It is not necessarily a sin to be wealthy, and it is not necessarily a virtue to be poor. Our Lord calls for dedication — He invites disciples down through the ages to become His teachers and pass on His vision of the Kingdom. If we accept that calling, then His mission must remain our highest priority — and everything else has to revolve around it. His workers may have great resources at their finger-tips, but they must see such things as merely a means to an end — His End-time Kingdom. In that way we will keep our eye on the target and not go astray.
Verses 59 and 60
And to another he said, “Follow me.” But he replied, “(Lord,)
let me go first and bury my father.”
But he answered him, “Let the dead bury their dead. But you,
go and proclaim the kingdom of God.”
Our Lord then invites a second man to follow him. The prospective disciple agrees but insists there are family expectations to be completed in the care of his father, who is dying or has already died.
The reply from Jesus, “Let the dead bury their own dead,” has been grossly misinterpreted over the ages. In the worst cases, those who admit only a literal interpretation of Scripture have formed a very negative view of treating the dead, exhibiting almost a fear of honouring the dead, or seeing such honours paid as pagan and unspiritual.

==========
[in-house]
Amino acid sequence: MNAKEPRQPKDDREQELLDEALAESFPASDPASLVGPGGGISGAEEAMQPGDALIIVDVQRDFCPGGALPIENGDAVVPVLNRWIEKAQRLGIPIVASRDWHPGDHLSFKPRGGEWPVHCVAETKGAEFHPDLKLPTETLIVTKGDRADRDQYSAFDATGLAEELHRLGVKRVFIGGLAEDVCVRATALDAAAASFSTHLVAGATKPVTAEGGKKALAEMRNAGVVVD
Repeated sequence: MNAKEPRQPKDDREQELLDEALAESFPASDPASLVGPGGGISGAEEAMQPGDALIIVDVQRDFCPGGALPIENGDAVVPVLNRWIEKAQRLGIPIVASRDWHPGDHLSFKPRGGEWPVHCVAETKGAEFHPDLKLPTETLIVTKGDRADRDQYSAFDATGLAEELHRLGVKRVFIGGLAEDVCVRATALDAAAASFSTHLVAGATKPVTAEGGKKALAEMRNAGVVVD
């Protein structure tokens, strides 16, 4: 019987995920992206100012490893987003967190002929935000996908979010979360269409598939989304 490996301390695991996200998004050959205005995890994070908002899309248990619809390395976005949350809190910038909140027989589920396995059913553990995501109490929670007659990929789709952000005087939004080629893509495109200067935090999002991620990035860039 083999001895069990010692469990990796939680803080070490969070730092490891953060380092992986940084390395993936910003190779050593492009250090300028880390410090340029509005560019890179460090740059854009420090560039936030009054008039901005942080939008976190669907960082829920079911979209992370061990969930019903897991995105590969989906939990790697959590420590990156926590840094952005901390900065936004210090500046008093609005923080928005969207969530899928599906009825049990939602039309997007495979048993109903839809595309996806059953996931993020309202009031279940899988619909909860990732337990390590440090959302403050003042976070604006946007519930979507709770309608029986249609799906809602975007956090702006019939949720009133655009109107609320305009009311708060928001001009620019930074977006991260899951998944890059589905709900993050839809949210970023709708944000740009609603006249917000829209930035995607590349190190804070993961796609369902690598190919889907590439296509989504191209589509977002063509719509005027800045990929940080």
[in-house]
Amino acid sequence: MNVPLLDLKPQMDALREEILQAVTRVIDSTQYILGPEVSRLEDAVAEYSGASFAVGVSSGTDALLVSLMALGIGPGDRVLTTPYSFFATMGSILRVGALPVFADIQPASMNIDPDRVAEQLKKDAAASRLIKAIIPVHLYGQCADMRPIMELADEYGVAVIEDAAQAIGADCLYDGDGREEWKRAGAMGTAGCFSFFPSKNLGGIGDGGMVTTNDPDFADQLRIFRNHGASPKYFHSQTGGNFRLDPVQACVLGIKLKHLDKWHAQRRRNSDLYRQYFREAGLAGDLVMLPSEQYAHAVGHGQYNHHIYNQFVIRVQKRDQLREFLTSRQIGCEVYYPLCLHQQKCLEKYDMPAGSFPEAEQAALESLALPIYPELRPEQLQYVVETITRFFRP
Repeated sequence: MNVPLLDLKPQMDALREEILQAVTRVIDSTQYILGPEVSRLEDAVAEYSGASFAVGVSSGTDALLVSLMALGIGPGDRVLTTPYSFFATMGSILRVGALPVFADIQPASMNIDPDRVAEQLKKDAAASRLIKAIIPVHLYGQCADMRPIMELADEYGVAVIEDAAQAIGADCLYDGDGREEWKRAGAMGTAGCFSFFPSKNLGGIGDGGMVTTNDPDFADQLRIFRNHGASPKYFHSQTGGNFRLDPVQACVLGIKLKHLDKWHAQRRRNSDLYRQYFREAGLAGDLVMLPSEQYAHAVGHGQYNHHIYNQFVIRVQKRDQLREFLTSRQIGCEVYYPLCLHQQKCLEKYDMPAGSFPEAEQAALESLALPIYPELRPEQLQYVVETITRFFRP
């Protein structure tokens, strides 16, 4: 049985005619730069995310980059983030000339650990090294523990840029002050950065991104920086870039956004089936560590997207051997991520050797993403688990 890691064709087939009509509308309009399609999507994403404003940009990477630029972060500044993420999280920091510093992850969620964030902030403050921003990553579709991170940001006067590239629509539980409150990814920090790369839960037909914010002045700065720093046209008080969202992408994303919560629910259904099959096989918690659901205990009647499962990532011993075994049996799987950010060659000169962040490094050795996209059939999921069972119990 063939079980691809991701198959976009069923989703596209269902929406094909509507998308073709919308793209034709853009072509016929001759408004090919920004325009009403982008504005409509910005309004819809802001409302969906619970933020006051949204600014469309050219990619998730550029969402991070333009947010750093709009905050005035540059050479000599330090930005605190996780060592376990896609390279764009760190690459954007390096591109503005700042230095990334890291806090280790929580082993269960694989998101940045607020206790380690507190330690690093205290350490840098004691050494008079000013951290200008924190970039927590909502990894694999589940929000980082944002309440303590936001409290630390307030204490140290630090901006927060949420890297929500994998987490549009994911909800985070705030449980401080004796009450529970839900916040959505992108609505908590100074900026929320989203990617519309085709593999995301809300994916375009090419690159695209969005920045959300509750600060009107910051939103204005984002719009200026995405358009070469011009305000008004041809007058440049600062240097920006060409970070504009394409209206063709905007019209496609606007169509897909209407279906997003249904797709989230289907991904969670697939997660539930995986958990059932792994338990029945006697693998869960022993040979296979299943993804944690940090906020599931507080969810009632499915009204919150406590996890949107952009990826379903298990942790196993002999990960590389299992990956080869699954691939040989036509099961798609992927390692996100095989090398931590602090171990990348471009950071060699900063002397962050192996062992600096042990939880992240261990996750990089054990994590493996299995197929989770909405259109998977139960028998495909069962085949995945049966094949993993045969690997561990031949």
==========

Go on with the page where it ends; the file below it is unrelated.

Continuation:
Jesus allowed his closest followers to pay every honour they were able, in the circumstances, to His body from the moment He was taken down off the cross. The Church at large fortunately has kept up that same loving display of warmth, affection and closest possible care for the dead, sparing no effort to let this love be seen.
In this particular incident Jesus is not dismissing attention to the dead as something of lower priority for his disciples!
On the contrary he is using, in a very Jewish manner of speech, the undisputed propriety of completing religious protocols to heighten his listener’s perception of this special call to follow Him. We could present the situation like this:
“Yes indeed, let your father be attended to with all honour and
dignity. But such duties require the time and preoccupation
of those who are available to carry them out. Let those people
do what they can do so very well. You are not needed for that!
But when I call you to follow me, you are needed for that! My
work for you is urgent and no one else has quite what I see in
you. That is why I am calling you, and we must move on now.
There is no time to dither especially when there is no reason
whatsoever to delay. There are others to attend to family duties